Invited speakers

Dr. Ana Isabel Borrás Martos

Spanish National Scientific Council (CSIC), Spain
Material Science Institute of Seville (ISMS), Spain

Multifunctional plasma-enabled functional thin films low dimensional nanoarchitectures: from synthesis to devices

Multifunctional plasma-enabled functional thin films low dimensional nanoarchitectures: from synthesis to devices

Xabier García-Casas, Javier Castillo-Seoane, Jaime del Moral, Gloria P. Moreno, Triana Czermak, Laura Montes, Jorge Gil-Rostra, Victor Rico, Francisco J. Aparicio, M. Carmen López-Santos, Juan R. Sanchez-Valencia, Angel Barranco, Ana Borrás*
*Nanotechnology on Surfaces Lab, Materials Science Institute of Seville / Consejo Superior de Investigaciones Cientificas – University of Seville (CSIC – US), Spain

In this presentation, we will present our last advances in the exploitation of plasma and vacuum deposition methods for the nanoengineering of thin films and supported low-dimensional materials. A key step in the development of such nanoarchitectures is the implementation of a soft-template procedure based on the use of single-crystal small-molecule nanowires grown on processable substrates under mild conditions.  We will demonstrate the application of vacuum and plasma-assisted deposition techniques to develop complex nanowires (NWs) and nanotubes (NTs) with a core@multishell morphology where each shell adds functionality or multifunctionality to the system. The steps required for the integration of these nanomaterials as supported or in-device applications will be presented. Two final applications will drive the presentation, namely, the development of multisource energy harvesters (piezo, solar, pyro and triboelectric) and novel approaches for smart surfaces and efficient de-icing by acoustic waves. The universal character of vacuum and plasma methods allows for the deposition of an unprecedented variety of possibilities, including, organic (small-molecules, organic nanocomposites, polymeric layers), inorganic (metal and metal oxides), hybrid (hybrid perovskite) materials acting as conducting, semiconducting, dielectric, photo-absorbent, piezoelectric or plasmonic components in a multilayer or radial configuration. We will share the results accomplished during the last years in the field of energy harvesting (solar cells,[1-4] piezoelectric and triboelectric nanogenerators[5-7]), semi-transparent nanoelectrodes,[8] wetting [9], de-icing and anti-icing.[10-11]


  • Filippin, A., Sanchez-Valencia, J., Borras, A. et al. (2017) Nanoscale, 9:8133-8141.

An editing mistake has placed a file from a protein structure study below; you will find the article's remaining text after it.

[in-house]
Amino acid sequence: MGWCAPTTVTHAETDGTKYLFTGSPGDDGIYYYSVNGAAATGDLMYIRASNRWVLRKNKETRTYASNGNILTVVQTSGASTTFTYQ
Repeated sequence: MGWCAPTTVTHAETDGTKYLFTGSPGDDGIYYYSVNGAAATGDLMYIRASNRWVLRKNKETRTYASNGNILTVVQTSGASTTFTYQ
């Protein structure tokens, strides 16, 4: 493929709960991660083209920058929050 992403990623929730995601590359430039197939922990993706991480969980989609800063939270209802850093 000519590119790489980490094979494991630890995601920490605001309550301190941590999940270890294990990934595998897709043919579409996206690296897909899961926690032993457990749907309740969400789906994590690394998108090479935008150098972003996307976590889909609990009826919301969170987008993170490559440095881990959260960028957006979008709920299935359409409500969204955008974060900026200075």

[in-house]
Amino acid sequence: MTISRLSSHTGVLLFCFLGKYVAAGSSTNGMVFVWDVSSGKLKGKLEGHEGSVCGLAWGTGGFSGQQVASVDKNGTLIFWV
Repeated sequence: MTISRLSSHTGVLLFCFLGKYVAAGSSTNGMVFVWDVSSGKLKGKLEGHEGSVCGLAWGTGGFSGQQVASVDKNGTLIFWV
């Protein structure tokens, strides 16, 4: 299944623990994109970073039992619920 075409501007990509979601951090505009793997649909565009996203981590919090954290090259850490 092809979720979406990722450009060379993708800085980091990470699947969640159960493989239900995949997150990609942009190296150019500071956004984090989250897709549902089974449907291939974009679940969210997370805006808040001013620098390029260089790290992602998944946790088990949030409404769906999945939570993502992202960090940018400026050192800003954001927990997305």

• Barranco, A., Borras, A., Sanchez-Valencia J. R. et al. (2020) Adv. Ener. Mater 10:1901524.
  • Castillo, J., Borras, A., Sanchez-Valencia J.R. et al. (2022) Adv. Mater. 34:2107739.
  • Obrero, J., Borras A., Barranco, A. (2022) Adv. Ener. Mater. 12:2200812.
  • Filippin, A. N., Borras, A. et al. (2019) Nano Energy 58:476-483.
  • García-Casas, X., Borras, A. et al. (2022) Nano Energy 91:106673.
  • García-Casas, X. Borras, A. et al. Patent application Self-powered triboelectric transductor device for drops and liquids. EP23382176.8
  • Castillo-Seoane, J., Borras, A. et al. (2021) Nanoscale 13:13882.
  • Montes, L., Borras, A. et al. (2021) Adv. Mater. Interf. 21:2100767.
  • Lopez-Santos, C., Borras, A. et al. (2019) Langmuir 35:16876.

Del Moral, J., Montes, L., Borras, A. et al. (2023) Adv. Funct. Mater. 2023, 2209421

Since 2011, Ana Borras is a tenured scientist in the Spanish National Scientific Council (CSIC).
After completing her Ph. D. at the University of Seville (2007) she moved to EMPA-ETH Thun to work in the synthesis of small-molecule nanowires and organic nanocomposite thin films.
She currently belongs to the Nanotechnology on Surfaces Laboratory of the Materials Science Institute of Seville (ICMS) where she leads the research line Multifunctional One Dimensional Nanomaterials devoted to the development and applications of complex hybrid and heterostructured 1D and 3D materials fabricated by vacuum and plasma deposition methods.Ana Borras holds the ERC Starting Grant 3DScavengers aimed at the fabrication of multisource energy harvesters and hybrid nanogenerators. Besides, she is the international coordinator of the FET-Open project SOUNDofICE (2020-2024) aimed to demonstrate a pioneering strategy based on the surface engineering of MHz Acoustic Waves for a smart and sustainable removal of ice, with impacts in aeronautics and wind energy. She has more than 90 articles with h-index 29, and contributions D1 journals, including Progress in Materials Science, Advanced Materials, Advanced Energy Materials, Advanced Functional Materials, Nano Energy, Chemistry of Materials, ACS Appl. Mat. Interf, Nanoscale and J. Physical Chemistry C. She has participated in and led more than 20 projects for the Industry. She has co-authored 3 patents, and supervised 4 PhD Theses. She has been appointed Spanish representative of the IUVSTA (Plasma Science and Technology Division), belongs to the Scientific Committee of the Spanish Vacuum Association (ASEVA) and is member of the Plasma Nanoscience Foundation (iPlasmaNano).

Prof. Dr. Maria Chiara Spadaro

Advanced (S)TEM investigations of nanomaterials for green energy production

Advanced (S)TEM investigations of nanomaterials for green energy production

Spadaro Maria Chiara
Department SIMAU, Marche Polytechnic University, Ancona, Italy